An intensively studied proto-oncogene in human breast cancer is HER2/neu also known as c-erbB-2. It is a human epidermal growth factor receptor (member of epithelial HER1, HER3 and HER4 family). It is located on chromosome 17q21 and encodes a 185 kDa transmembrane glycoprotein receptor with tyrosine kinase cytoplasmic domain and a growth factor binding extracellular domain (ECD). The ECD of the receptor protein (also called as p105) can be cleaved from the cell surface by matrix metalloproteinases and then released into the blood [2] . Amplification and/or overexpression of the HER2/neu oncogene can be detected in 10-30 per cent of primary breast cancers [3],[4] . The shed HER-2 ECD can be detected in the serum of approximately 15-40 per cent of breast cancer patients [2],[5],[6] . The ECD of the HER2 receptor which is shed into the blood of patients with breast cancer, can be measured in the serum by different techniques including enzyme linked immunosorbent assay (ELISA). Fluorescence in situ hybridization (FISH) and immunohistochemistry (IHC) identify amplification and over-expression of the HER2/neu gene and its product, the receptor, but each technique requires a high quality tissue sample, which may not always be available. On the other hand, estimation of ECD of the HER2 receptor shed in blood by ELISA is simple, easy to perform and cost-effective. Therefore, an association between serum and tissue HER2 levels was sought as serum HER2 estimations are advocated for follow up of breast cancer patients. The present study was undertaken with the aim to explore the clinical utility of serum HER2/neu estimation by ELISA in breast cancer patients and evaluate whether it could be used in place of FISH/IHC for diagnostic purpose.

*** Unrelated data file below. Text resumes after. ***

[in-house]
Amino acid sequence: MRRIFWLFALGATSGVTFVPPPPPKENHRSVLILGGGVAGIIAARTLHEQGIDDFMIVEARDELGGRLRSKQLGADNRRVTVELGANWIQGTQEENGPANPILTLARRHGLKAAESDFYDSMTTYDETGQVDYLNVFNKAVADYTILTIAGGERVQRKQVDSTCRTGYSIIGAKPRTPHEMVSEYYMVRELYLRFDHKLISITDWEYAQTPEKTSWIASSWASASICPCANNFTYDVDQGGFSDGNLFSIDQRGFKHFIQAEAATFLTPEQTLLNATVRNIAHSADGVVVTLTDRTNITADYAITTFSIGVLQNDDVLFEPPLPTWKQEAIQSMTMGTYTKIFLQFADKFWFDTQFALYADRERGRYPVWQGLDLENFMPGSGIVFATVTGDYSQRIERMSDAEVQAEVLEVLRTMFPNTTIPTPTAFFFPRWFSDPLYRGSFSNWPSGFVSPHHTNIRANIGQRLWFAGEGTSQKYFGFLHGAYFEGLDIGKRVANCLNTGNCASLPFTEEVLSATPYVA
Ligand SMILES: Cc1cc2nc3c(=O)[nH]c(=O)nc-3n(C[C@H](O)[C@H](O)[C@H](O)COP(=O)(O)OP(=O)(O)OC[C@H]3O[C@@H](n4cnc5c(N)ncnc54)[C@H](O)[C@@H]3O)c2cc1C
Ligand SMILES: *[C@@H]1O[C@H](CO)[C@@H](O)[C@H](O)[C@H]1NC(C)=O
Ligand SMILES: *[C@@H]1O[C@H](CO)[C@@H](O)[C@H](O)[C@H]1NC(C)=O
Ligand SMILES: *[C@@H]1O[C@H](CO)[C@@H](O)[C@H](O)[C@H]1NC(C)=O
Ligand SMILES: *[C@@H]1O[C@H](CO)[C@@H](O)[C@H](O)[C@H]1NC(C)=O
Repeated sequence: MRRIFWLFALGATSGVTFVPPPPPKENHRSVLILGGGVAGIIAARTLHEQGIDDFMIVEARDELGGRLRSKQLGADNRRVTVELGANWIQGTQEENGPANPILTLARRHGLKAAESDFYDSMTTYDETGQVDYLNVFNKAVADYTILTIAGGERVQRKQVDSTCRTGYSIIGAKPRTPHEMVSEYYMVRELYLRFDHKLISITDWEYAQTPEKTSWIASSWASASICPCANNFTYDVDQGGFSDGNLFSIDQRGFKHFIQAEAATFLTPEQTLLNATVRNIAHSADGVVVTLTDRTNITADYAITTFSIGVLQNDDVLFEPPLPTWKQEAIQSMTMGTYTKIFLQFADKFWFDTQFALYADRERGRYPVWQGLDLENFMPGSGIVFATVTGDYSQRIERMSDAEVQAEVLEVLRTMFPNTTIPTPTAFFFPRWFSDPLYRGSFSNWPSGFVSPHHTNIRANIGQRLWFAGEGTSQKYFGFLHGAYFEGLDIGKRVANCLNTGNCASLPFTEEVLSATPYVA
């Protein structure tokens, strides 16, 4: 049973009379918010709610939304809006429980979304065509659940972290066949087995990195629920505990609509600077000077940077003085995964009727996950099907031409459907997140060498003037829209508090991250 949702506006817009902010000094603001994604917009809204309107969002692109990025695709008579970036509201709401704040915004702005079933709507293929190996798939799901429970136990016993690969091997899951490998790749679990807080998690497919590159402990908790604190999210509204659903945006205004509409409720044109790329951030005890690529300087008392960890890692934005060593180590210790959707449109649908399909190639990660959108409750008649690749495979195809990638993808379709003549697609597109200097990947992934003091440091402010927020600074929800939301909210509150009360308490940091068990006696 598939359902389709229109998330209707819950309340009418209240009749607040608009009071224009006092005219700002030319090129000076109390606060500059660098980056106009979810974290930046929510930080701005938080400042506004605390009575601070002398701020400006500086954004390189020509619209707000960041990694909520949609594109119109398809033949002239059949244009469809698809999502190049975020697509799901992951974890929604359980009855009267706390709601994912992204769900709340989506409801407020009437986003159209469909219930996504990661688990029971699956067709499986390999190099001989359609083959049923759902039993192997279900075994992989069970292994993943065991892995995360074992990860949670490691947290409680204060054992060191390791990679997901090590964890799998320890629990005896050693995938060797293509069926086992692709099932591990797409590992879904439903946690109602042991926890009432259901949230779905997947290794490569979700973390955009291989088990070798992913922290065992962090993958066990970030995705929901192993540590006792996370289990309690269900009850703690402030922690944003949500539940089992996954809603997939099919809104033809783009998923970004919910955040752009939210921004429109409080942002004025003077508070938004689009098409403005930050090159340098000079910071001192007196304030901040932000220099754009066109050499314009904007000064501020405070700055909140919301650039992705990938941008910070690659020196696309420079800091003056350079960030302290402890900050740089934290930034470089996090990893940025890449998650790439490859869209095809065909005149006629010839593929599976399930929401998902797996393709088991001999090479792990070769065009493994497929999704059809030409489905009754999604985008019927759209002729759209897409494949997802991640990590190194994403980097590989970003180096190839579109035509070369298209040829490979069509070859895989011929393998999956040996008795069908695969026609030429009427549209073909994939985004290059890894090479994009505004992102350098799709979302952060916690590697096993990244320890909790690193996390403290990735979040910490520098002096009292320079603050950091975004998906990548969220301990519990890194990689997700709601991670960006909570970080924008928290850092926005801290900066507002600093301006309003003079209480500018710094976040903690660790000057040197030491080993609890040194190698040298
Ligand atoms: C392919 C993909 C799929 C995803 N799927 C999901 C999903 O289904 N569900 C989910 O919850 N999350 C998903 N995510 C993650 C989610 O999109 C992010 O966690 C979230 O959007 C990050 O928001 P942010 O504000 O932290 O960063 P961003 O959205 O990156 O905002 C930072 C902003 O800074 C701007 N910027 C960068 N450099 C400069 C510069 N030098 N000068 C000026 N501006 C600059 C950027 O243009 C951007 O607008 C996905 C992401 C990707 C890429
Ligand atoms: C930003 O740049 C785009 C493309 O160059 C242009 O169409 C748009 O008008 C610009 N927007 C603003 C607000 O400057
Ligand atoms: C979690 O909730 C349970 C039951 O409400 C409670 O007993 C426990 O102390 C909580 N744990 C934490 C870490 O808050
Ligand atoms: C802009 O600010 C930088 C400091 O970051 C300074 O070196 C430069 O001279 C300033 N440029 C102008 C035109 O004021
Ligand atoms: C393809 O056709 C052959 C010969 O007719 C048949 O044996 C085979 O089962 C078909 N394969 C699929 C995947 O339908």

Material & Methods Top